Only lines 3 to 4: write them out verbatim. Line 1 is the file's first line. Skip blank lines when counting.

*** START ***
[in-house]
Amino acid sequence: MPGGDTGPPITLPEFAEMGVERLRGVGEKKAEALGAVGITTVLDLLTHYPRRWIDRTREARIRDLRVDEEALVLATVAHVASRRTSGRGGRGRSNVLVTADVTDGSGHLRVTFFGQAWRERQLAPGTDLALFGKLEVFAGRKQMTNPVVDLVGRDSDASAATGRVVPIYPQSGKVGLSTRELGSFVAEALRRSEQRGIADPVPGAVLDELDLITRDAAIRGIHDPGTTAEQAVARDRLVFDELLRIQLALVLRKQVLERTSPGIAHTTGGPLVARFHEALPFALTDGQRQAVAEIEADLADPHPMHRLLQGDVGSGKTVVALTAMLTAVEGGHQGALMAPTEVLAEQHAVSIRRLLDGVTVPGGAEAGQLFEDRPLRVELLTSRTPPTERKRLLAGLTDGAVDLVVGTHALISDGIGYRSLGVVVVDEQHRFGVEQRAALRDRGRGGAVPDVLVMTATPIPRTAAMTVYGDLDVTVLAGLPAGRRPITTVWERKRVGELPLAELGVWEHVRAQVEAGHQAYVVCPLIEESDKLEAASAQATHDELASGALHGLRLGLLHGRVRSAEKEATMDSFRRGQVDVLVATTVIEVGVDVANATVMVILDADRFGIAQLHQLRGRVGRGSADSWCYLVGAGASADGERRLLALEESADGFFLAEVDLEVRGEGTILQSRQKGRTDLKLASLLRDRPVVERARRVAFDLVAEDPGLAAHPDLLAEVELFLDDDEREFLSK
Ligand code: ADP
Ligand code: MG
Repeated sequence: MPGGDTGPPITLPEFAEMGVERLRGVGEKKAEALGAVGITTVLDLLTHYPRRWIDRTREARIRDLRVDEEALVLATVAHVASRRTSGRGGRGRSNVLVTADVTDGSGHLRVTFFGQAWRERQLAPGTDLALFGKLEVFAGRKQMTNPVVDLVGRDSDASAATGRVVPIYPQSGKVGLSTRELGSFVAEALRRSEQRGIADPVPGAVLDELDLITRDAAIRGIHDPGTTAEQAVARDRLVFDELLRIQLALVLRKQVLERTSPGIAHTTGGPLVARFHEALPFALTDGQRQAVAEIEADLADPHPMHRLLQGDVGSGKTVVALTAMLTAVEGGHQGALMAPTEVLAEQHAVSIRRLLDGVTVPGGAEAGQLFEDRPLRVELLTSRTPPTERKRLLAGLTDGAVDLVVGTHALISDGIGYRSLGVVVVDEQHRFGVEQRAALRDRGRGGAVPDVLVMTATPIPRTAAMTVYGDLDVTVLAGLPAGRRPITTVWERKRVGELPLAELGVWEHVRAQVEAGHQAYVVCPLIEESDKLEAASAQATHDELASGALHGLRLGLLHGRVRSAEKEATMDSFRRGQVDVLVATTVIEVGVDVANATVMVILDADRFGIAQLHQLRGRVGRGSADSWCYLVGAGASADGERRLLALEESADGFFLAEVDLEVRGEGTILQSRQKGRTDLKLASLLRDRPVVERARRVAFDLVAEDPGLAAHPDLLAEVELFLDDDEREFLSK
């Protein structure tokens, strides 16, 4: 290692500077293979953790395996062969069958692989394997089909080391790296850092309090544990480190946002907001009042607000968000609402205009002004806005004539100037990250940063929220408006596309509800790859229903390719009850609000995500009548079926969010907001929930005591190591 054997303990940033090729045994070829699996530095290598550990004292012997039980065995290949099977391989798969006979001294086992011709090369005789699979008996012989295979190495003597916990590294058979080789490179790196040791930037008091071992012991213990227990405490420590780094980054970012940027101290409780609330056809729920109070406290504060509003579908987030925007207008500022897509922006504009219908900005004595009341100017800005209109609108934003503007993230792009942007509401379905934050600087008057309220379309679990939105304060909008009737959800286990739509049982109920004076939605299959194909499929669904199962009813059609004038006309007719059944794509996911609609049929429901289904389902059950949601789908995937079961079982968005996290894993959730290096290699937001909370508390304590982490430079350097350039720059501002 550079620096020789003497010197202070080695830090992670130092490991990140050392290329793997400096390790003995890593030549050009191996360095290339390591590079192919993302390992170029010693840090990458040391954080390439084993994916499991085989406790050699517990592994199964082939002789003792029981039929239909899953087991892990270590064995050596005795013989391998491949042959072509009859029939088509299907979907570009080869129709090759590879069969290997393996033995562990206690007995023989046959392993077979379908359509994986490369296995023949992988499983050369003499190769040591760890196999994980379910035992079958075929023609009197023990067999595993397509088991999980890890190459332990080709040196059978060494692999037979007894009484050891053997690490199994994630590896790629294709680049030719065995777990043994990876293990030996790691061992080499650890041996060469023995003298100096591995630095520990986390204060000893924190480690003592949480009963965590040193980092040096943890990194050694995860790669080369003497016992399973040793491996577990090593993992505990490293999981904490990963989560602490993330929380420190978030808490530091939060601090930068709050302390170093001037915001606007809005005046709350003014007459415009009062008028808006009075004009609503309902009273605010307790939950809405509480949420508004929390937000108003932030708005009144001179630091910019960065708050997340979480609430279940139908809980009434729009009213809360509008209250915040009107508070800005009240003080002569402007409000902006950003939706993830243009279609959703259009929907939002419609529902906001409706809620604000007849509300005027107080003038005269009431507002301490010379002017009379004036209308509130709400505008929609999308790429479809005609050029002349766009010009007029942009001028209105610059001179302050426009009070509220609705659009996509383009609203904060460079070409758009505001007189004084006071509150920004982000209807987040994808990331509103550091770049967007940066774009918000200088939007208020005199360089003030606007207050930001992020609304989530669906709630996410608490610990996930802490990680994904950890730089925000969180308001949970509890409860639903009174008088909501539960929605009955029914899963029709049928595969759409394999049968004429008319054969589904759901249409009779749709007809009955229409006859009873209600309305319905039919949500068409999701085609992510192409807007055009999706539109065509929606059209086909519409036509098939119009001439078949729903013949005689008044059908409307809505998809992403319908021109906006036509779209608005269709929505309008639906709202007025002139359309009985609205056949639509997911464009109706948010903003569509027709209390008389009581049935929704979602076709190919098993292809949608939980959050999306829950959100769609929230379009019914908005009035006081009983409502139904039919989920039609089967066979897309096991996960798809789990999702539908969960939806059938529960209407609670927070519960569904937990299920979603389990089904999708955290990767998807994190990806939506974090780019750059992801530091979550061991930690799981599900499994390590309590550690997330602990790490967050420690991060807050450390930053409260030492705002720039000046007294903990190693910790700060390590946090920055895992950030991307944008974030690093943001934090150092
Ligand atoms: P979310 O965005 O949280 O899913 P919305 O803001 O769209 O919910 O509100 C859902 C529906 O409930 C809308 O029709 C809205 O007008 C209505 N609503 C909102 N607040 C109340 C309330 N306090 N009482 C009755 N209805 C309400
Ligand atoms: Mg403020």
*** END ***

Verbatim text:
Ligand code: ADP
Ligand code: MG